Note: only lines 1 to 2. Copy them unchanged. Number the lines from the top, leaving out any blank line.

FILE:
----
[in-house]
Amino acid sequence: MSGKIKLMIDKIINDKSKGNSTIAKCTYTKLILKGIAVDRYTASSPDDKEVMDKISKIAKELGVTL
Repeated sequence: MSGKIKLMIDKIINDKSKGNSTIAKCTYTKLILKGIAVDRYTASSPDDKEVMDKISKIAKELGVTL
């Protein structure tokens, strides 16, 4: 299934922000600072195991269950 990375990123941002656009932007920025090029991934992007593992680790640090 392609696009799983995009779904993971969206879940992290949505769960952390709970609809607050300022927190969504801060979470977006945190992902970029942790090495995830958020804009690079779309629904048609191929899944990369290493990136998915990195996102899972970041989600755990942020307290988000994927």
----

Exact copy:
[in-house]
Amino acid sequence: MSGKIKLMIDKIINDKSKGNSTIAKCTYTKLILKGIAVDRYTASSPDDKEVMDKISKIAKELGVTL